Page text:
Most of my associations with Allah Akbar are of angry
crowds shouting these words at anti-US demonstrations. What a
contrast this quiet utterance was. When the imam sang, Allah
came out slowly, and Akbar was almost split into two
words. It was if the imam kissed the final syllable Allaaaaaaah
bar. The singing, the soft speaking, the prayer
posture it all produced in me an eye-opening serenity.
I remembered that Muslims describe their religion as being focused
on peace, and peace is what I felt. Experiencing this peace five
times a day, as faithful Muslims dowhat a profound effect
that would have on ones life.
The singing continued. I followed the different prayer postures,
sometimes miscuing and bumping into other worshippers. By the
third Allah Akbar I had caught on. Then we exchanged
the peace. A salaam aleikumpeace be with you.
Aleikum salaamand also with you. Thats
how Muslims greet each other on the street.
The service ended. We stood up. I thanked my host. He smiled
and said, You are welcome to pray with us whenever you want.
Then he asked me if I wanted to stay. I declined. In the background
one of the worshippers got up to speak. I thought he was going
to talk about the attacks. Instead, he went into a speech about
how he was visiting from Atlanta, and in need of some money for
travel. Eyes started to roll. Once again, I was reminded of how
much all religious services have in common. How many times have
I been in church when a stranger stood up to make an unauthorized
appeal for cash? This man wasnt getting very far. I collected
my shoes and walked out.
On my way out of the mosque I noticed a black van parked nearby
and wondered again if I was under some kind of surveillance. I
soon forgot about that. I walked the two miles back to my apartment
humming the melody for Allah Akbar, trying to caress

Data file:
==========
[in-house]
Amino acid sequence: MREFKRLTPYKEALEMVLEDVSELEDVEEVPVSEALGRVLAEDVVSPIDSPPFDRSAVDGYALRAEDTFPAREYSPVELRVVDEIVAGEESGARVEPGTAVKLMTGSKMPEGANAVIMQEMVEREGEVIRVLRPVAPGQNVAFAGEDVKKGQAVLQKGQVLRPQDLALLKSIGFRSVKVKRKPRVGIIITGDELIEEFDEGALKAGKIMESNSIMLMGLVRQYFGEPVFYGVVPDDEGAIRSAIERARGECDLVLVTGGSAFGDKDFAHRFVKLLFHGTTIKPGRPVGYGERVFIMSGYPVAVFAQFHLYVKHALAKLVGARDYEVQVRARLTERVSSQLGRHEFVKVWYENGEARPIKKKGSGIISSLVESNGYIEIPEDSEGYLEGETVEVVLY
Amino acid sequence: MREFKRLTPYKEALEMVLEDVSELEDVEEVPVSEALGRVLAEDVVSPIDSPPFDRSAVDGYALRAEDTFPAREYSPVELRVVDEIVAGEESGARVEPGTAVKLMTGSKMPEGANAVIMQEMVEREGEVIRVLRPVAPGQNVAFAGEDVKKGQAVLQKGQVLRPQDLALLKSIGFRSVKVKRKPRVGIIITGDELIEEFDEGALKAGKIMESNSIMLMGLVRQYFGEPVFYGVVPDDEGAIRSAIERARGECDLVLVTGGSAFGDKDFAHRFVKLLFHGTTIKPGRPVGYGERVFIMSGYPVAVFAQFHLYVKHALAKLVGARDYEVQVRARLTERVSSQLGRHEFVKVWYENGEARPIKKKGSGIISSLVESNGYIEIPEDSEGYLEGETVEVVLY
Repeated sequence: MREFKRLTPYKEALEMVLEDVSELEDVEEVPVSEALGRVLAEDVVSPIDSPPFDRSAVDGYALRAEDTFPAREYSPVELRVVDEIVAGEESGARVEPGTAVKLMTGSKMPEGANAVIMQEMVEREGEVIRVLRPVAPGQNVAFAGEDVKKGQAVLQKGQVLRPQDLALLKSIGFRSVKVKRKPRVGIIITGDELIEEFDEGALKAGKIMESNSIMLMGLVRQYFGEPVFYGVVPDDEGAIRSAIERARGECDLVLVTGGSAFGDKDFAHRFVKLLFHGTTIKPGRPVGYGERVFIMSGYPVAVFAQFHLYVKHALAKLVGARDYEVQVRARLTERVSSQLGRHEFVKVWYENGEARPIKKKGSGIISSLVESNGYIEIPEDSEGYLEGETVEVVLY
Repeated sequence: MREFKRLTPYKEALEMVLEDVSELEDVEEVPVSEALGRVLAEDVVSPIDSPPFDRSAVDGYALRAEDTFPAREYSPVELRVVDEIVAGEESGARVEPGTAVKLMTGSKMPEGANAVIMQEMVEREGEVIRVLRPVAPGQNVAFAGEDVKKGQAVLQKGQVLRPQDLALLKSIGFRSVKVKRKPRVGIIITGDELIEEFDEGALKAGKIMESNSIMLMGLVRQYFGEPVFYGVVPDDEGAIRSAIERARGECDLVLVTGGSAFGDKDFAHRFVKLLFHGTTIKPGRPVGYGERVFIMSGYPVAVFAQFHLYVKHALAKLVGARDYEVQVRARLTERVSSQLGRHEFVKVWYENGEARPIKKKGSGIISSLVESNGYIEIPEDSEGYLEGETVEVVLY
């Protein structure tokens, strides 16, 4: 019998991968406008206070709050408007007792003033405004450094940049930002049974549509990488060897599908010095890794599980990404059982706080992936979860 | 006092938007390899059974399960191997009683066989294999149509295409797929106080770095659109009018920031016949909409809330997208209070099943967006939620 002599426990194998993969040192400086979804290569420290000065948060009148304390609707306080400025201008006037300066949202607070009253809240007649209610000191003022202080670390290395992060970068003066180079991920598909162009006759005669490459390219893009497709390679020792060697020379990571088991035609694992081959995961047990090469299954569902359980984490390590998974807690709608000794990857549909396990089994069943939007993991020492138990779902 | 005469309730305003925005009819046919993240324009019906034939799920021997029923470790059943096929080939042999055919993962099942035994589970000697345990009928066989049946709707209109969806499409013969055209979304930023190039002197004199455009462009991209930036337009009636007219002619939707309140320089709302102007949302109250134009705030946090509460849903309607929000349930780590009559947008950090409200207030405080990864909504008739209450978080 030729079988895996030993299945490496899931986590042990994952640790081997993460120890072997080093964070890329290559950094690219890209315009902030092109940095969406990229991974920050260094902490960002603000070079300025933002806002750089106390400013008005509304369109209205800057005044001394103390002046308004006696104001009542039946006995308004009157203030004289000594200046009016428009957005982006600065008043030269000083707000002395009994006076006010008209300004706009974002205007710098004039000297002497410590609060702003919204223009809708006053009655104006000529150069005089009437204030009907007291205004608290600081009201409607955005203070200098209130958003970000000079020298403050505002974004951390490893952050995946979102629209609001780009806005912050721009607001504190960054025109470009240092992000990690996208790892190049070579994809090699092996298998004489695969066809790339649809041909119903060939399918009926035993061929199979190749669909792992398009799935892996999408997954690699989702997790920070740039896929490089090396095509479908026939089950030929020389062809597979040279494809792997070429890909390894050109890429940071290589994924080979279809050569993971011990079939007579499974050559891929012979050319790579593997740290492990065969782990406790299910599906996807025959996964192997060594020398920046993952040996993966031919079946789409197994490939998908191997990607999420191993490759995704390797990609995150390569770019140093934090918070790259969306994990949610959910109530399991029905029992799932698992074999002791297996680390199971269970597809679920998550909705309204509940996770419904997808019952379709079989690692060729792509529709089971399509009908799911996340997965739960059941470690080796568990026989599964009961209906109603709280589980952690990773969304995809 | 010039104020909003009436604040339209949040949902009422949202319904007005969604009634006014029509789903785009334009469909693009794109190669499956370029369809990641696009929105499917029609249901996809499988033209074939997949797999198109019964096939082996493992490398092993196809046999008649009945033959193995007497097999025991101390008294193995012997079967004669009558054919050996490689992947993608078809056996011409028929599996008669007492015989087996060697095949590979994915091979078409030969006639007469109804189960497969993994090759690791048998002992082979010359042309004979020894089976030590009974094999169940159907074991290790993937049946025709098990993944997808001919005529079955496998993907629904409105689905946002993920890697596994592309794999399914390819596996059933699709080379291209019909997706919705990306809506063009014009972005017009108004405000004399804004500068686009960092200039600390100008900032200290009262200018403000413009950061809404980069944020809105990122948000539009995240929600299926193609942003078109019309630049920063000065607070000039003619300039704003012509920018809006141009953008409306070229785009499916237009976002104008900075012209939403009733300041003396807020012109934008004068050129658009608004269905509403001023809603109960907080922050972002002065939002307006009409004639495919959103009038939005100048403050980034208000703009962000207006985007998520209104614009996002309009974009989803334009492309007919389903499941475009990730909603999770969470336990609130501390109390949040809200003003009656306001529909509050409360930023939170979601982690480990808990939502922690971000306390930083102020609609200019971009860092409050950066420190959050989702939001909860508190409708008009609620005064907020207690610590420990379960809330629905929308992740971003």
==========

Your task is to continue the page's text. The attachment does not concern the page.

the words as the imam had done. The words and melody stuck in
my head for a week. I found myself singing those words under my
breath and being reassured by them.
A few days later I saw an Arab woman coming out of the subway
with her teenage daughter. The mother wore a headscarf, a practice
that many other Arab women had set aside for fear of harassment.
I smiled at her and said, A salaam aleikum. She smiled
back in surprise and said, Aleikum salaam. As I went
down the stairs to the subway, I turned around to see her looking
at me still.
A few days after that, I was riding the subway home from Manhattan
when a homeless man went into his pitch. No sooner had he shouted,
Ladies and Gentlemen, than another person yelled from
the other end of the car. Everyone around me laughed. The homeless
man stopped and turned to watch.
A man seated at the far end of the car was shouting at two men
standing near him. These men may have been Arab. I couldnt
tell. The man doing the yelling was white. I heard him shouting,
blew up the World Trade Center. Then he pointed
at the men near him saying, Arab motherfuckers! He
got up and started hitting them, and they hit back. Everyone screamed
and ran away from him towards the end of the car where I was standing.
Out of nowhere, a slight woman of fifty stepped into the whirlwind
of punches and hair pulling. She held out her hand, saying, Its
okay. Its okay. And, miraculously, the fight stopped.
The car was silent. The angry man sat down. The men he had attacked
got off at the next stop. I stared at this woman. She kept a protective
watch over the man as he sat there. I squeezed my way through
the passengers to stand next to her, in case the man lost his
Standing next to him, I imagined that he was deeply ashamed for
having lost control. He wore a wedding ring. He carried an attaché
case. He was coming home on a Friday afternoon, and things had
gotten too much for him. I looked at the woman and thought about
how she had stepped into the fray with such calmness. Was she
a Zen master, or was she too tired to approach the situation in
any other way? She, the man, and I all got off at the same stop.
I walked next to her on our way out of the station. I told her,
Everyone on that train thanks you for what you did.
She was modest. People are very upset these days.
She spoke with an accent. I wondered if she herself might have
I walked up the subway stairs and out into the late afternoon.
I couldnt let go of the image of her stepping into the fray
and calmly holding out her hand, saying, Its okay.